Southern Pacific Co. v. Heltzel

Annotate this Case

201 Or. 1 (1954)

268 P.2d 605


Supreme Court of Oregon.

Argued October 7, 1953.

Reversed March 31, 1954.

*4 Frank C. McColloch argued the cause for appellants. With him on the briefs were Koerner, Young, McColloch & Dezendorf, Edwin L. Graham and Joseph Larkin, of Portland.

Robert R. Hollis, Assistant Attorney General, argued the cause for respondent Charles H. Heltzel, Public Utilities Commissioner of Oregon. With him on the brief were George Neuner, Attorney General, John R. McCollough and Wallace G. Mills, Assistant Attorneys General, of Salem.

William B. Adams and Arlus C. Morris, of Portland, filed a brief for respondent Pacific Inland Tariff Bureau, Inc.



This is an appeal from an order of the Circuit Court for Marion County which dismissed a petition *5 for a writ of prohibition. The petition prayed that a writ issue directed to the Public Utilities Commissioner of Oregon (ORS 756.020) prohibiting him from conducting a hearing into the reasonableness of some tariffs which two of the petitioners had filed lowering the rates for the transportation of petroleum products by rail to points in Southern Oregon, from Portland on the one hand and from Coos Bay-North Bend upon the other. The petitioners (now appellants) are the Oregon, California & Eastern Railway, the Southern Pacific Company and their general agent. Since the general agent is immaterial to any issue before us, we need mention him no further. For the purposes of convenience we will refer to the petitioners as the railroads.

The complaint which instituted the proceeding before the Commissioner was filed by the respondent-intervenor Pacific Inland Tariff Bureau, Inc., an association composed of more than 400 motor carriers which are engaged in both intrastate and interstate commerce. We will refer to that organization as the Bureau. Thirty-four of its members are engaged in the transportation of petroleum products, and 21 of that group have destination points in Southern Oregon. Those carriers serve some of the persons and localities which are also supplied by the railroads. But, in addition to serving customers and points reached by the railroads, they supply others in Southern Oregon that have no rail connections. The complaint, in referring to the oil depots from which the motor carriers that transport petroleum products receive these shipments, says: "Many of the bulk plants in Southern Oregon either are in cities off-rail or are off-rail in cities which themselves are on rail." We include that excerpt in this opinion because it shows that many of the shippers *6 and receivers of oil products in Southern Oregon do not use the railroads' facilities, but depend exclusively upon motor carriers.

Neither the Bureau nor any of its members ships or receives petroleum by rail. The motor carriers and the railroads receive in Portland and North Bend some of the oil which they distribute to consignees in Southern Oregon. But the motor carriers also receive in some cities which are not reached by any railroad, such as Crescent City, California, petroleum products which they transport into Southern Oregon. Crescent City is 50 miles or so from any railroad. Oil is transported by ocean-going barges from San Francisco Bay points to storage tanks which are located in that city, and later the motor carriers transport it from the tanks to consumers in the southern part of this state.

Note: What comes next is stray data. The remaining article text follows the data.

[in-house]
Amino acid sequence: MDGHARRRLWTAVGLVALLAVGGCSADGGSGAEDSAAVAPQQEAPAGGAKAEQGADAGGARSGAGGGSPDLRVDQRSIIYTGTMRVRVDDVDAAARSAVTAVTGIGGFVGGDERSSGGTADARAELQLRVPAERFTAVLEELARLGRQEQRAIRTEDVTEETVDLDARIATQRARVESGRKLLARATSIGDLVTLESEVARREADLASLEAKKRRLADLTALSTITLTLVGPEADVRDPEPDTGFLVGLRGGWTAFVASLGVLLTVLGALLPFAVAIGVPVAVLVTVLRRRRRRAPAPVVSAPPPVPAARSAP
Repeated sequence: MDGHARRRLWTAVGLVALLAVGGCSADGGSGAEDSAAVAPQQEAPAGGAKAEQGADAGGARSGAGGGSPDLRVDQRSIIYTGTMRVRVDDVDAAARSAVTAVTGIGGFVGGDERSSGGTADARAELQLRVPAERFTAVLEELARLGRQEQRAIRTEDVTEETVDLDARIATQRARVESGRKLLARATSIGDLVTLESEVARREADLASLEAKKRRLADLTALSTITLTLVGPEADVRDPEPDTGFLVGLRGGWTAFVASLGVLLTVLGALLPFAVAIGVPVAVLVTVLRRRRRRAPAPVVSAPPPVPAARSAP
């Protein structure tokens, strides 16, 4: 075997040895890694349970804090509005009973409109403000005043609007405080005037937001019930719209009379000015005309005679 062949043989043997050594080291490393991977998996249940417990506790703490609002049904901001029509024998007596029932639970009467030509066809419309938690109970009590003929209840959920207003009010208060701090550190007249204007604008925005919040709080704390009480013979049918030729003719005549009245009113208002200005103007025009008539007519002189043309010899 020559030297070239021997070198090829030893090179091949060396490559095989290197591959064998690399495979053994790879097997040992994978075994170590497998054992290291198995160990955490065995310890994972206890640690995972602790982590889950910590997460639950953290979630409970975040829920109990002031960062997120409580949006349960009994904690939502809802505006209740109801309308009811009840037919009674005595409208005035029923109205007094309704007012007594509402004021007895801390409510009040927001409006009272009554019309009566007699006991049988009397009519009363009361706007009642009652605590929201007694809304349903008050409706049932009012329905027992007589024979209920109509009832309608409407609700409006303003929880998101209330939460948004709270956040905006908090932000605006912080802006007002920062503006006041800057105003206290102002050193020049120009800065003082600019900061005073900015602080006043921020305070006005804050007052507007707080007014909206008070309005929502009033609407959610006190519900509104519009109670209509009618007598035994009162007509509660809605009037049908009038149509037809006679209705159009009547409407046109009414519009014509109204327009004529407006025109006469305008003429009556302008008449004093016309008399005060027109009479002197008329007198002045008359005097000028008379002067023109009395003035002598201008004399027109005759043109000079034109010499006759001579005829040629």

The foregoing shows that the routes pursued by the motor trucks and the railroads do not always parallel one another. It also shows that the persons and localities served by the railroads and the motor carriers are, in many instances, different. In fact, the arguments made by the parties indicate that, in most instances, they are different. Evidently few buyers of petroleum products patronize both the railroads and the motor trucks. But the Bureau contends that, notwithstanding the differences of which we have taken notice, the persons and places served by the motor carriers and those served by the railroads are in competition with each other. It urges that a rate unduly low granted by the railroads to petroleum users is prejudicial even to persons served only by the motor carriers. It does not confine that argument to places and persons which are actually competitive, but extends it to all places and persons equidistant from the place of origin of the shipments.

*7 In making its attack upon the aforementioned tariffs, the complaint presented by the Bureau to the Commissioner alleged that the new rates "constitute substantial reductions below the previously existing rates. * * * Such reduced rates are unjust and unreasonably low and they are not compensatory; have caused and will continue to cause substantial and undue loss of revenue to complainant's members and to other rail carriers * * *; and do not contribute a fair share towards the revenue of the defendants." The following is the detailed information which the complaint submits:

"That the subject rates result in extremely low revenues considering the character of the commodities, for example, typical examples reflect the following car-mile earnings and ton-mile earnings: